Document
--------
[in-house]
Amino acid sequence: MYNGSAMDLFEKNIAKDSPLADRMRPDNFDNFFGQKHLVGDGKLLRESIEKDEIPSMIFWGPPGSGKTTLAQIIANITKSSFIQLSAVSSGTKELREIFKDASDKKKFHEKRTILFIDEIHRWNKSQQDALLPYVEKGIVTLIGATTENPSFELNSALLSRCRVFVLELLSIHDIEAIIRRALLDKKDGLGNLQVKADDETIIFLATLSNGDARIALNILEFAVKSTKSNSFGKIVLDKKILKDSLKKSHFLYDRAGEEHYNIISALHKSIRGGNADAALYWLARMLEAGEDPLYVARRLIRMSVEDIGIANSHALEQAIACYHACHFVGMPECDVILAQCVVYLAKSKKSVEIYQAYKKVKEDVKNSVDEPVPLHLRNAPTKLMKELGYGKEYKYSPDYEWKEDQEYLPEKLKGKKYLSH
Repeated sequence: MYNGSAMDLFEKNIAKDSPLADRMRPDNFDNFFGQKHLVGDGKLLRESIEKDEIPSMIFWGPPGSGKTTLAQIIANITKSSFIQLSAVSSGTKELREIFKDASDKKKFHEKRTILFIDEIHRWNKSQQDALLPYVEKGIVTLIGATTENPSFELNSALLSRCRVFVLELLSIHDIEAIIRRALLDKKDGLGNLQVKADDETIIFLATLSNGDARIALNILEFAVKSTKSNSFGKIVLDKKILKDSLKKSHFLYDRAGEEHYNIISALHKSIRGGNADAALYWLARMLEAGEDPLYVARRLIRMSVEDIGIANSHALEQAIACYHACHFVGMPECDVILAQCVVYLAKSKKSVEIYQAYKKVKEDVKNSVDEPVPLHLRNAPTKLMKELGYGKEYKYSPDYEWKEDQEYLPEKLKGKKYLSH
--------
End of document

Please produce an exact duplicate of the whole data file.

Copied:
[in-house]
Amino acid sequence: MYNGSAMDLFEKNIAKDSPLADRMRPDNFDNFFGQKHLVGDGKLLRESIEKDEIPSMIFWGPPGSGKTTLAQIIANITKSSFIQLSAVSSGTKELREIFKDASDKKKFHEKRTILFIDEIHRWNKSQQDALLPYVEKGIVTLIGATTENPSFELNSALLSRCRVFVLELLSIHDIEAIIRRALLDKKDGLGNLQVKADDETIIFLATLSNGDARIALNILEFAVKSTKSNSFGKIVLDKKILKDSLKKSHFLYDRAGEEHYNIISALHKSIRGGNADAALYWLARMLEAGEDPLYVARRLIRMSVEDIGIANSHALEQAIACYHACHFVGMPECDVILAQCVVYLAKSKKSVEIYQAYKKVKEDVKNSVDEPVPLHLRNAPTKLMKELGYGKEYKYSPDYEWKEDQEYLPEKLKGKKYLSH
Repeated sequence: MYNGSAMDLFEKNIAKDSPLADRMRPDNFDNFFGQKHLVGDGKLLRESIEKDEIPSMIFWGPPGSGKTTLAQIIANITKSSFIQLSAVSSGTKELREIFKDASDKKKFHEKRTILFIDEIHRWNKSQQDALLPYVEKGIVTLIGATTENPSFELNSALLSRCRVFVLELLSIHDIEAIIRRALLDKKDGLGNLQVKADDETIIFLATLSNGDARIALNILEFAVKSTKSNSFGKIVLDKKILKDSLKKSHFLYDRAGEEHYNIISALHKSIRGGNADAALYWLARMLEAGEDPLYVARRLIRMSVEDIGIANSHALEQAIACYHACHFVGMPECDVILAQCVVYLAKSKKSVEIYQAYKKVKEDVKNSVDEPVPLHLRNAPTKLMKELGYGKEYKYSPDYEWKEDQEYLPEKLKGKKYLSH